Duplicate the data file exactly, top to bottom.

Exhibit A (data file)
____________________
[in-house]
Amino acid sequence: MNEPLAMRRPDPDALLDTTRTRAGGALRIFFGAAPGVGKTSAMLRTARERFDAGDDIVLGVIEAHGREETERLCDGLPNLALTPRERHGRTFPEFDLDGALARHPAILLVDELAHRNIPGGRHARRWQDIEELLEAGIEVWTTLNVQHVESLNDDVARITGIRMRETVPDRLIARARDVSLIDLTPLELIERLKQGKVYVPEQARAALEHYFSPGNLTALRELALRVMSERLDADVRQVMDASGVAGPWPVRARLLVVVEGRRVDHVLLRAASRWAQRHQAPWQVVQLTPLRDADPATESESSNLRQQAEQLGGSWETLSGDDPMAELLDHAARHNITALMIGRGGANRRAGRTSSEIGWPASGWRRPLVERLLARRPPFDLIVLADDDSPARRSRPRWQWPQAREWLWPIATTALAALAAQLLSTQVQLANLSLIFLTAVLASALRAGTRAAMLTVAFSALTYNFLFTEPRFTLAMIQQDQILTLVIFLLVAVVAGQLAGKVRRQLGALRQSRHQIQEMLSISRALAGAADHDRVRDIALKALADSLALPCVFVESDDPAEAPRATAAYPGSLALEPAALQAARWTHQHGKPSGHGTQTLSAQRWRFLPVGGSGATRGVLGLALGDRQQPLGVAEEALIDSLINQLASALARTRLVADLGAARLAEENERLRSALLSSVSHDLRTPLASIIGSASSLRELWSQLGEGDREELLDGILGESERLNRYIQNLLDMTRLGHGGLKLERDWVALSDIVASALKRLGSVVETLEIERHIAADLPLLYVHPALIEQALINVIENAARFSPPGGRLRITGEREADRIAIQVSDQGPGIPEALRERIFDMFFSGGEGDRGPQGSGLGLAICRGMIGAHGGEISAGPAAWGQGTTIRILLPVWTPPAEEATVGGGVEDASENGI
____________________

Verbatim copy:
[in-house]
Amino acid sequence: MNEPLAMRRPDPDALLDTTRTRAGGALRIFFGAAPGVGKTSAMLRTARERFDAGDDIVLGVIEAHGREETERLCDGLPNLALTPRERHGRTFPEFDLDGALARHPAILLVDELAHRNIPGGRHARRWQDIEELLEAGIEVWTTLNVQHVESLNDDVARITGIRMRETVPDRLIARARDVSLIDLTPLELIERLKQGKVYVPEQARAALEHYFSPGNLTALRELALRVMSERLDADVRQVMDASGVAGPWPVRARLLVVVEGRRVDHVLLRAASRWAQRHQAPWQVVQLTPLRDADPATESESSNLRQQAEQLGGSWETLSGDDPMAELLDHAARHNITALMIGRGGANRRAGRTSSEIGWPASGWRRPLVERLLARRPPFDLIVLADDDSPARRSRPRWQWPQAREWLWPIATTALAALAAQLLSTQVQLANLSLIFLTAVLASALRAGTRAAMLTVAFSALTYNFLFTEPRFTLAMIQQDQILTLVIFLLVAVVAGQLAGKVRRQLGALRQSRHQIQEMLSISRALAGAADHDRVRDIALKALADSLALPCVFVESDDPAEAPRATAAYPGSLALEPAALQAARWTHQHGKPSGHGTQTLSAQRWRFLPVGGSGATRGVLGLALGDRQQPLGVAEEALIDSLINQLASALARTRLVADLGAARLAEENERLRSALLSSVSHDLRTPLASIIGSASSLRELWSQLGEGDREELLDGILGESERLNRYIQNLLDMTRLGHGGLKLERDWVALSDIVASALKRLGSVVETLEIERHIAADLPLLYVHPALIEQALINVIENAARFSPPGGRLRITGEREADRIAIQVSDQGPGIPEALRERIFDMFFSGGEGDRGPQGSGLGLAICRGMIGAHGGEISAGPAAWGQGTTIRILLPVWTPPAEEATVGGGVEDASENGI